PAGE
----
Tadej Pogačar routed his rivals in the 27.2 km individual time trial from Changé to Laval on Wednesday to reaffirm his status as the odds-on favourite to win the Tour de France. The Slovenian rider followed up his momentous victory in the final time trial of the previous edition on La Planche des Belles Filles with another flash of brilliance and sent a clear message to his opponents, while Mathieu van der Poel went deep into the red in the finale to keep hold of his yellow jersey by just eight seconds over Pogačar. Swiss rider Stefan Küng, the European champion against his clock, produced a rock-solid performance but still finished 19 seconds behind the UAE Team Emirates leader, who blasted through the course at an average speed of over 50 km/h.
Dane Jonas Vingegaard (Jumbo–Visma) came in third ahead of his leaders Wout van Aert in fourth and Primož Roglič in seventh, whereas other favourites such as Julian Alaphilippe, fourteenth at 1′11″, and Geraint Thomas, sixteenth at 1′18″, were left reeling after the first major test of this edition.
Bjerg sets the tone
The start of the time trial, held under ominous clouds, was a roll call for the riders injured in the previous stages. Tony Martin, a shadow of the cyclist who won the world championship against the clock four times, put in a decent time of 35′33″, while four-time Tour winner Chris Froome had to work hard to post a time of 36′20″, just ahead of Marc Hirschi at 36′28″. Young Dane Mikkel Bjerg, a three-time U23 time trial world champion, made the strongest impression among the early starters and moved into the hot seat with a time of 33′01″.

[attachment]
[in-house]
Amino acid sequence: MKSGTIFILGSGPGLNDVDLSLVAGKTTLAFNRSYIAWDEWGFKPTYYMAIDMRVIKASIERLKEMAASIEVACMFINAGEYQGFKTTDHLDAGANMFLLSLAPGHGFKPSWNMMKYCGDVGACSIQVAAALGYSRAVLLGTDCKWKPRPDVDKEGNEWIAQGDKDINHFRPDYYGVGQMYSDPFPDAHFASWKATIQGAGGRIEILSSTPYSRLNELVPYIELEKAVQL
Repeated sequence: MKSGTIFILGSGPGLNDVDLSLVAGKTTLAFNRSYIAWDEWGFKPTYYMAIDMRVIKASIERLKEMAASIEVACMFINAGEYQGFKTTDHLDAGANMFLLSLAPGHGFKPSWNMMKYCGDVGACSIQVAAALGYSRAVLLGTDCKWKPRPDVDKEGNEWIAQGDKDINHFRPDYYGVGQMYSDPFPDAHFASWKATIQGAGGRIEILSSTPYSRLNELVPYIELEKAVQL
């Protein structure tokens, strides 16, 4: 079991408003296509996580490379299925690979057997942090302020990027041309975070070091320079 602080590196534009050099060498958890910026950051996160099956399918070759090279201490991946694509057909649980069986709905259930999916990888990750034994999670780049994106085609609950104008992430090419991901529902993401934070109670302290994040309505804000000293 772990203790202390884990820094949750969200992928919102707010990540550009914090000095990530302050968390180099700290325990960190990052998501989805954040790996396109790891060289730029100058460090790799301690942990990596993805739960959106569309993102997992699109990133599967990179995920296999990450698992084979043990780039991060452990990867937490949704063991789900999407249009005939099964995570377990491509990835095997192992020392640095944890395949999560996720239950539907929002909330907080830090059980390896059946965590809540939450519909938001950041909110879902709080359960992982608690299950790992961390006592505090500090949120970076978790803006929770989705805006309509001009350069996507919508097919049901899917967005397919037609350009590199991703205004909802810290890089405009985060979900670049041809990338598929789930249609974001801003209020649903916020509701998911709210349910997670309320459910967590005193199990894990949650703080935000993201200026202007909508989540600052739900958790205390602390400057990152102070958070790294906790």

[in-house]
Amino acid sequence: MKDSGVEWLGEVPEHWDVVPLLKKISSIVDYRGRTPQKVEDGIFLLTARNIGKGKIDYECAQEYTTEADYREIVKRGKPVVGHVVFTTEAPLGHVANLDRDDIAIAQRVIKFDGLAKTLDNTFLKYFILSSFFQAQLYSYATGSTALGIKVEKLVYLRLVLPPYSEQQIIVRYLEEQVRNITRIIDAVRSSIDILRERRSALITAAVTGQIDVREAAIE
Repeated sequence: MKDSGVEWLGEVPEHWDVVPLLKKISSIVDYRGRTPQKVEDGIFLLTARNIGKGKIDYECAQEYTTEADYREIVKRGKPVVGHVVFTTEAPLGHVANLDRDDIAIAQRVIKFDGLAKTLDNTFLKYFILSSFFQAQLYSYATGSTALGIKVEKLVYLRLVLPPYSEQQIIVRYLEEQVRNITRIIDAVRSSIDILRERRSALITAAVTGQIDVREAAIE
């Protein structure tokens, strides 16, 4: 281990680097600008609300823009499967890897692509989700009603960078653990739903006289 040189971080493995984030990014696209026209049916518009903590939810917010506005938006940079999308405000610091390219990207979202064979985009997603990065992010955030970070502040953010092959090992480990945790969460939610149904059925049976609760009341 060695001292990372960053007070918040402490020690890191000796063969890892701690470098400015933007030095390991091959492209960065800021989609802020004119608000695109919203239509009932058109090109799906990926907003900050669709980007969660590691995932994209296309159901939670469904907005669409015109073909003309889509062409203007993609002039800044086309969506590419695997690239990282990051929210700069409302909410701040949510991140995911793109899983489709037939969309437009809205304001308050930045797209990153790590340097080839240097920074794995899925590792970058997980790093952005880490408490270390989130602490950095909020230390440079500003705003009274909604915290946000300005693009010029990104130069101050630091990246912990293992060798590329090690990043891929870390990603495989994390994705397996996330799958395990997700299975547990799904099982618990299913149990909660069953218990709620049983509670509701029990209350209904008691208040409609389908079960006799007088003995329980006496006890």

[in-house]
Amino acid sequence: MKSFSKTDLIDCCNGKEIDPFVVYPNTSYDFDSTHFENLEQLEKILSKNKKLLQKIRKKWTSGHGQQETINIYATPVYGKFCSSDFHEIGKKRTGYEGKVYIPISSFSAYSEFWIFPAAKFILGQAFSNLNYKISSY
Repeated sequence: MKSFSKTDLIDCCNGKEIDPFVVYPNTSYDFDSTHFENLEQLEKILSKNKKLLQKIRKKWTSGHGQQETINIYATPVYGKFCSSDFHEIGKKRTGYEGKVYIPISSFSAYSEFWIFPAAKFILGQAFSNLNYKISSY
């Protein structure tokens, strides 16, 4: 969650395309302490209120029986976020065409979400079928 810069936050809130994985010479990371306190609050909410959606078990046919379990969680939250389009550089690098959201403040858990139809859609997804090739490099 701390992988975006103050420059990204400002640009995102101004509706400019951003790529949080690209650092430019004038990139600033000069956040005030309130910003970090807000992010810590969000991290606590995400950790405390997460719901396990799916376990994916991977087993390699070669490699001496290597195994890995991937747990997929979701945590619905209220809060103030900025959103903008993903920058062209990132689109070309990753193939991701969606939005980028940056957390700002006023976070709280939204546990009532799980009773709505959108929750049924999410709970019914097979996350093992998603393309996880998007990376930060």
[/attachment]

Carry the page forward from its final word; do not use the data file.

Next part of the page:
Rain on the parade
At this point, the sky opened up, boosting the prospects of the provisional leader and stopping his rivals from going all out. Brandon McNulty (UAE Team Emirates) crashed and was forced to jump onto a new bike with bloodied knees.
Swiss rider Stefan Bissegger, who claimed a somewhat shorter time trial in Paris–Nice last spring, came close to the Dane but, unable to take serious risks, came up 22 seconds short. Another Dane, Magnus Cort Nielsen (EF Education–Nippo), scored a near-miss, six seconds down, as the roads slowly dried up, buoying the hopes of the favourites.
Küng takes control
Bjerg had already occupied the "Kiss and Cry" area for over two hours when Mattia Cattaneo (Deceuninck–Quick-Step) finally bumped him from the hot seat by six seconds. However, the Italian's hopes were short-lived: one of the big favourites, Stefan Küng, put an impeccable performance to vault over Cattaneo by 36 seconds and take over the lead with a time of 32′19″. At an average speed of over 50 km/h, it seemed enough to grab the stage win unless one of the overall favourites still had an ace up his sleeve. Two other Danes, Jonas Vingegaard and Kasper Asgreen, came out with all guns blazing, in sharp contrast to Primož Roglič's metronomic effort.
Pogačar crushes the opposition
Meanwhile, Geraint Thomas, still suffering from the after-effects of a dislocated shoulder, was already conceding 25 seconds at the first intermediate time check (km 8.8). Vingegaard finished the stage 8 seconds down, with Asgreen at 18 seconds down and Roglič 25 seconds behind the leader, whose time seemed almost unassailable. Almost: Tadej Pogačar clocked one best intermediate time after another (leading by 10 seconds at km 8.8 and 17 at km 17) and blitzed the time trial to remind everyone that he is the mean to beat in this edition. The Slovenian is 22 seconds clear of Wout van Aert and 40 seconds ahead of Julian Alaphilippe on Wednesday evening, with other favourites such as Rigoberto Urán and Richard Carapaz already over a minute down.